### Searching for a Video Proof of “Seven Trees in One”

#### Posted by John Baez

James Propp asks:

Can you steer me toward the YouTube video of someone using pebble-moves to prove that $x^6 - 1$ is a multiple of $x^2 - x + 1$, by starting with a single pebble and managing to move it six spaces to the left (or maybe it was to the right?) with moves that replace a pebble at $n$ with pebble at each of $n-1$ and $n+1$, and other moves that do the reverse?

The argument goes back to Andreas Blass’ paper Seven trees in one — he used it to give a nice bijection between the set of binary planar trees and the set of 7-tuples of such trees. The argument was generalized by Robbie Gates and later Marcelo Fiore and Tom Leinster. I discussed it in week202 of This Week’s Finds. But I don’t remember a video proof!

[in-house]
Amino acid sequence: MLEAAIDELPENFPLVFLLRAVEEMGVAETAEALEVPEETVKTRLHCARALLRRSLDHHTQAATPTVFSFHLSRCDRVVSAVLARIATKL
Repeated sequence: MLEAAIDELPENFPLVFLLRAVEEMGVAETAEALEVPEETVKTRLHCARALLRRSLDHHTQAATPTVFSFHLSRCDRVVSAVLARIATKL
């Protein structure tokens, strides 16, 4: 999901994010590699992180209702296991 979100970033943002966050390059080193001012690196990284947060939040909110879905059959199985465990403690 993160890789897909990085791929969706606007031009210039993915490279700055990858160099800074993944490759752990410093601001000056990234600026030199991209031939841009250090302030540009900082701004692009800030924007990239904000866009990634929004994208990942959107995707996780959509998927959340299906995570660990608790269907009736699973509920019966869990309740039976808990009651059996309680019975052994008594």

James Propp adds:

I’m pretty sure I learned about it from your This Week’s Finds series, but searching your site on the obvious keywords only led me to Week 202, which has some relevant stuff but doesn’t provide the link I was seeking.

I say pebbles, but I use the term generically to refer to counters, tokens, or chips of any sort.

Here’s a similar argument that proves

$B \simeq 1 + B^2 \implies B \simeq B^7$

This picture is taken from Fiore’s paper Isomorphisms of generic recursive polynomial types:

At each step he either replaces $B^n$ by $B^{n-1} + B^{n+1}$, or the reverse. At each step he underlines the one or two terms that he’s about to replace.

But where’s the video?

## Re: Searching for a Video Proof of “Seven Trees in One”

That’ll be me.